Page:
Subscribe to
Opera Today

Receive articles and news via RSS feeds or email subscription.


twitter_logo[1].gif



9780521746472.png

0810888688.gif

0810882728.gif

Recently in Performances

Adriana Lecouvreur Opera Holland Park

Twelve years after Opera Holland Park's first production of Francesco Cilea's Adriana Lecouvreur, the opera made a welcome return.

Back to the Beginnings: Monteverdi’s Il ritorno d’Ulisse in patria at Iford Opera.

The Italianate cloister setting at Iford chimes neatly with Monteverdi’s penultimate opera The Return of Ulysses, as the setting cannot but bring to mind those early days of the musical genre. The world of commercial public opera had only just dawned with the opening of the Teatro San Cassiano in Venice in 1637 and for the first time opera became open to all who could afford a ticket, rather than beholden to the patronage of generous princes. Monteverdi took full advantage of the new stage and at the age of 73 brought all his experience of more than 30 years of opera-writing since his ground-breaking L’Orfeo (what a pity we have lost all those works) to the creation of two of his greatest pieces, Ulysses and then his final masterpiece, Poppea.

Schoenberg : Moses und Aron, Welsh National Opera, London

Once again, we find ourselves thanking an unrepresentable being for Welsh National Opera’s commitment to its mission. It is a sad state of affairs when a season that includes both Boulevard Solitude and Moses und Aron is considered exceptional, but it is - and is all the more so when one contrasts such seriousness of purpose with the endless revivals of La traviata which, Die Frau ohne Schatten notwithstanding, seem to occupy so much of the Royal Opera’s effort. That said, if the Royal Opera has not undertaken what would be only its second ever staging of Schoenberg’s masterpiece - the first and last was in 1965, long before most of us were born! - then at least it has engaged in a very welcome ‘WNO at the Royal Opera House’ relationship, in which we in London shall have the opportunity to see some of the fruits of the more adventurous company’s endeavours.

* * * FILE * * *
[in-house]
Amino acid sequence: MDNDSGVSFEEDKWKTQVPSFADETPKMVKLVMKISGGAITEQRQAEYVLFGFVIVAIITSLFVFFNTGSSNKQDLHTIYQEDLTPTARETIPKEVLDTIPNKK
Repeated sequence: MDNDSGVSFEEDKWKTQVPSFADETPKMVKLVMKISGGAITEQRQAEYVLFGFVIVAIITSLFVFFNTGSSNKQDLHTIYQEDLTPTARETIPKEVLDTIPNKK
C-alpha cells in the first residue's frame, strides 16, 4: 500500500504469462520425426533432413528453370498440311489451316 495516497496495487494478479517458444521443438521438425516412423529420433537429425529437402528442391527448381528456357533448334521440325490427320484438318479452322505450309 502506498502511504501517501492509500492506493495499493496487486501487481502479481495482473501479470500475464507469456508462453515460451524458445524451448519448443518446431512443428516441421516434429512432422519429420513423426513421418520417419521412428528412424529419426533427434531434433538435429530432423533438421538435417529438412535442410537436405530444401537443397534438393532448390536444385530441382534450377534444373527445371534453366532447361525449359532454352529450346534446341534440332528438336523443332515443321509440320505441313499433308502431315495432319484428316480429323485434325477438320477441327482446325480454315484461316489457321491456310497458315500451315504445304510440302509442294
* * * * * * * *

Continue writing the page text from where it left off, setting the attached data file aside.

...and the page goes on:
Rossini is Alive and Well and Living in Iowa

If you don’t have the means to get to the Rossini festival in Pesaro, you would do just as well to come to Indianola, Iowa, where Des Moines Metro Opera festival has devised a heady production of Le Comte Ory that is as long on belly laughs as it is on musical fireworks.

Gergiev : Janáček Glagolitic Mass, BBC Proms

Composed during just a few weeks of the summer of 1926, Janáček’s Slavonic-text Glagolitic Mass was first performed in Brno in December 1927. During the rehearsals for the premiere - just 3 for the orchestra and one 3-hour rehearsal for the whole ensemble - the composer made many changes, and such alterations continued so that by the time of the only other performance during Janáček’s lifetime, in Prague in April 1928, many of the instrumental (especially brass) lines had been doubled, complex rhythmic patterns had been ‘ironed-out’ (the Kyrie was originally in 5/4 time), a passage for 3 off-stage clarinets had been cut along with music for 3 sets of pedal timpani, and choral passages were also excised.

Donizetti and Mozart, Jette Parker Young Artists Royal Opera House, London